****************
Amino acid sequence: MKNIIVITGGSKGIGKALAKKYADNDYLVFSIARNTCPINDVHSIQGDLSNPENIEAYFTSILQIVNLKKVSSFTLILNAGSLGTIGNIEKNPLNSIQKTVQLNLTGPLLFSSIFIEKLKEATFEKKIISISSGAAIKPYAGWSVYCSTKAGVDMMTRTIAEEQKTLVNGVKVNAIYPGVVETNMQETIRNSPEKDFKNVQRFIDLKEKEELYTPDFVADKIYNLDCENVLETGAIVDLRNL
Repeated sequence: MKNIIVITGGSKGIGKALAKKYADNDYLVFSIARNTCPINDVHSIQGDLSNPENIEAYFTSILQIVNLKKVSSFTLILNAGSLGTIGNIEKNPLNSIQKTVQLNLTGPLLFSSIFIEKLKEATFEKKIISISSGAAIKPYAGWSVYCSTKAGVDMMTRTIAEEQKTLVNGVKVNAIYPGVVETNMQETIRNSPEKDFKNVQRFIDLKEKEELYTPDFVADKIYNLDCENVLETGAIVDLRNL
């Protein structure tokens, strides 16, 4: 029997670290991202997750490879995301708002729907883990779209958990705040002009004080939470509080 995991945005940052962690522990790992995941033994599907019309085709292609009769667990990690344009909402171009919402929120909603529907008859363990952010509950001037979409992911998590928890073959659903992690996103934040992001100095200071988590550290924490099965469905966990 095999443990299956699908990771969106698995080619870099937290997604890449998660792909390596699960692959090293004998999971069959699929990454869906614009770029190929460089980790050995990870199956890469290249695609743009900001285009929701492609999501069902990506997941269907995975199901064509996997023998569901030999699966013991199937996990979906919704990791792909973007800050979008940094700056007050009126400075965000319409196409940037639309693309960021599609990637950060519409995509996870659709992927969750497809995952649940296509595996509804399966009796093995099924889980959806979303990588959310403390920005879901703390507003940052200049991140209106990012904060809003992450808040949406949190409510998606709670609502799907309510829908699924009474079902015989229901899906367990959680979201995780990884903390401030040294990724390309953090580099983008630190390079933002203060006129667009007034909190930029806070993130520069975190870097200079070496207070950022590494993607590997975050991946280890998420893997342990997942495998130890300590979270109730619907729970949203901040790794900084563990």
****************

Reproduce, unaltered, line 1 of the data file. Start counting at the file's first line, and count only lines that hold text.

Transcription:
Amino acid sequence: MKNIIVITGGSKGIGKALAKKYADNDYLVFSIARNTCPINDVHSIQGDLSNPENIEAYFTSILQIVNLKKVSSFTLILNAGSLGTIGNIEKNPLNSIQKTVQLNLTGPLLFSSIFIEKLKEATFEKKIISISSGAAIKPYAGWSVYCSTKAGVDMMTRTIAEEQKTLVNGVKVNAIYPGVVETNMQETIRNSPEKDFKNVQRFIDLKEKEELYTPDFVADKIYNLDCENVLETGAIVDLRNL